Analytical Balances — What They Do & How They Are Calibrated
Updated: Oct 22, 2020
One of the most commonly used pieces of equipment in biotech laboratories is an analytical balance. Also known as lab balances, analytical balances are designed to take very precise measurements (up to four places to the right of the decimal point), and often placed on a steady surface — in order to minimize vibrations. Dust and even air currents in the room can affect the operation of an analytical balance, which is why it is always protected with a draft shield.
Calibration of Analytical Balances
The accuracy of scales and balances is influenced by a variety of factors. Analytical balances are no exception! Timely scale calibration services are necessary to keep the instrument working fine. Here is how the calibration of analytical balances is carried out:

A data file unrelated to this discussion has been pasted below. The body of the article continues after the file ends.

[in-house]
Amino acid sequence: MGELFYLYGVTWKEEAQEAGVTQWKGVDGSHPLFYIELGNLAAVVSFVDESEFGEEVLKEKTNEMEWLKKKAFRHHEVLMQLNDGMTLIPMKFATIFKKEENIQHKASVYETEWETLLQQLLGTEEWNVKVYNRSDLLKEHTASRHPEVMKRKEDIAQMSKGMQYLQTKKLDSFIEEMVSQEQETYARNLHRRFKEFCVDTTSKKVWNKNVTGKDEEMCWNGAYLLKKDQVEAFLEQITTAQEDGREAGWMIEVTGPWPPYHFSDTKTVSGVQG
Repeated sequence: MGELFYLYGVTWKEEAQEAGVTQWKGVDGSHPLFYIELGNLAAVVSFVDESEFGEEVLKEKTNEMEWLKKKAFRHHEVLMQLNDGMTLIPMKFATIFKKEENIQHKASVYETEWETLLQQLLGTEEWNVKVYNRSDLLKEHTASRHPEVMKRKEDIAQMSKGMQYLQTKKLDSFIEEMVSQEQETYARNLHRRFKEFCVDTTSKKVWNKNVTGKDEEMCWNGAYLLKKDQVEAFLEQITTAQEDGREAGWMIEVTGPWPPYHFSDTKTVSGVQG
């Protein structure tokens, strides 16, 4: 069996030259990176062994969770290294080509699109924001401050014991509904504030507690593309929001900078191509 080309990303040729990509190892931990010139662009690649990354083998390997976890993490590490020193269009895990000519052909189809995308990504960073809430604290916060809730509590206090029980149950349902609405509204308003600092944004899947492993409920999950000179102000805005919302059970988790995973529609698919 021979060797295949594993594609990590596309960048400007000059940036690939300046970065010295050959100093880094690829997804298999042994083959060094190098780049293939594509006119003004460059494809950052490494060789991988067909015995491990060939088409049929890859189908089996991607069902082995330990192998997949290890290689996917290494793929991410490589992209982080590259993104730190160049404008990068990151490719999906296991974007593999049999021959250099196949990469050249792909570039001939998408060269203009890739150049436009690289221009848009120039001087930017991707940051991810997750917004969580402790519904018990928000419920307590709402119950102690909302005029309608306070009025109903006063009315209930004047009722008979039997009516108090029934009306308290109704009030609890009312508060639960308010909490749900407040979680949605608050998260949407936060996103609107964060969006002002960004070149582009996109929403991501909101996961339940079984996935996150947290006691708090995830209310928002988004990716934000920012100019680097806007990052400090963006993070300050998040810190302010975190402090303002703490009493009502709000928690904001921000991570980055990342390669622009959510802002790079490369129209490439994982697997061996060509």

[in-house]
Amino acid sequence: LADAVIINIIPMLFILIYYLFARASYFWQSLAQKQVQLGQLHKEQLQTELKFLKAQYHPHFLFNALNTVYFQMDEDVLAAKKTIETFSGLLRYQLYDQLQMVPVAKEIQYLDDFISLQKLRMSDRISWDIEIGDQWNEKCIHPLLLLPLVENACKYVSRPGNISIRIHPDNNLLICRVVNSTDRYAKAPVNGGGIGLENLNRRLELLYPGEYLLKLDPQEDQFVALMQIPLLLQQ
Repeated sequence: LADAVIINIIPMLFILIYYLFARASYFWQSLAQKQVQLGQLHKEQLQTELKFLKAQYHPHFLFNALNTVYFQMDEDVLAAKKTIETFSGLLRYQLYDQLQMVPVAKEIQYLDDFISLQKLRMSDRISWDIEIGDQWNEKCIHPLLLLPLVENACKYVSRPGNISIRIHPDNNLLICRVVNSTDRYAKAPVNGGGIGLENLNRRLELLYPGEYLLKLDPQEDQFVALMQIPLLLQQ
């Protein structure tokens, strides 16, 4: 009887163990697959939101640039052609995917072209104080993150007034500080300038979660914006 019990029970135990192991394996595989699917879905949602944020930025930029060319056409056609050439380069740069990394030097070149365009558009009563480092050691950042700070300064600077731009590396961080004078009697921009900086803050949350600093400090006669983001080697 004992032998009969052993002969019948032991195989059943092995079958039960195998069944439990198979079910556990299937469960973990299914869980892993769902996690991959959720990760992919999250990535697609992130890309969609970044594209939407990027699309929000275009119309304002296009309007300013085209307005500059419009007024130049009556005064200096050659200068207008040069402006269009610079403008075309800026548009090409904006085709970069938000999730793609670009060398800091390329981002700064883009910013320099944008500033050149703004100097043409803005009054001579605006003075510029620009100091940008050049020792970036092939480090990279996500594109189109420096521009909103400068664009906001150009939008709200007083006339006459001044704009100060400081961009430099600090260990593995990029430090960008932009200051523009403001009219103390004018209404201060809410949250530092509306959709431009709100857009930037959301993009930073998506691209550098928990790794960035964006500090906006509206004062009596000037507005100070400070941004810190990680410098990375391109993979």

Alignment - It is ensured that the air bubble is in the center of the leveling control. If it’s not, the leveling feet are adjusted by turning the foot itself.
Cleaning - The side door is opened, and the wind ring is removed. Any contaminants on the balance tray or surrounding areas are gently dusted off. The wind ring is replaced, and the side door is closed.
Switching to CAL mode -The machine is turned on and switched to CAL mode. When zero appears on the display, the “mode” button is long pressed until it flashes CAL 100.
Sliding the Calibration Lever (Backward)- The calibration lever is slowly slid backward. If everything is done right, 100 appears on the display.
Sliding the Calibration Lever (Forward)-When zero flashes on the display, the calibration lever is slid forward to its original position.
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